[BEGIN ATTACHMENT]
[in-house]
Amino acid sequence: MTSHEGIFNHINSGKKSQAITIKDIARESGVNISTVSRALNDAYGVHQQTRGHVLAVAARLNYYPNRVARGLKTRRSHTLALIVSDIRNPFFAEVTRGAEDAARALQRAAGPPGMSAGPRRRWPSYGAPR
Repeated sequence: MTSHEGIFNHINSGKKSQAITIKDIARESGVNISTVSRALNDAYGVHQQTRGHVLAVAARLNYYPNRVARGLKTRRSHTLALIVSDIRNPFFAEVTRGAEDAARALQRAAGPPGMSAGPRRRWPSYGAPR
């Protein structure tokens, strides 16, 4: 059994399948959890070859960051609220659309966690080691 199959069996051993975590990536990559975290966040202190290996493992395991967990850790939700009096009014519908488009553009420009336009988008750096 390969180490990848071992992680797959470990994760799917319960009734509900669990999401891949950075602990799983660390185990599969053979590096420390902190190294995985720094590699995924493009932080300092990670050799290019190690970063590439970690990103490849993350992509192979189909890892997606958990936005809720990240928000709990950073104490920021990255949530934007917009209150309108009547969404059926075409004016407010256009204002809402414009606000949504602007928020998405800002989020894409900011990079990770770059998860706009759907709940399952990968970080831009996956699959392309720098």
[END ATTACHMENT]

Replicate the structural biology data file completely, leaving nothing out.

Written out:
[in-house]
Amino acid sequence: MTSHEGIFNHINSGKKSQAITIKDIARESGVNISTVSRALNDAYGVHQQTRGHVLAVAARLNYYPNRVARGLKTRRSHTLALIVSDIRNPFFAEVTRGAEDAARALQRAAGPPGMSAGPRRRWPSYGAPR
Repeated sequence: MTSHEGIFNHINSGKKSQAITIKDIARESGVNISTVSRALNDAYGVHQQTRGHVLAVAARLNYYPNRVARGLKTRRSHTLALIVSDIRNPFFAEVTRGAEDAARALQRAAGPPGMSAGPRRRWPSYGAPR
């Protein structure tokens, strides 16, 4: 059994399948959890070859960051609220659309966690080691 199959069996051993975590990536990559975290966040202190290996493992395991967990850790939700009096009014519908488009553009420009336009988008750096 390969180490990848071992992680797959470990994760799917319960009734509900669990999401891949950075602990799983660390185990599969053979590096420390902190190294995985720094590699995924493009932080300092990670050799290019190690970063590439970690990103490849993350992509192979189909890892997606958990936005809720990240928000709990950073104490920021990255949530934007917009209150309108009547969404059926075409004016407010256009204002809402414009606000949504602007928020998405800002989020894409900011990079990770770059998860706009759907709940399952990968970080831009996956699959392309720098």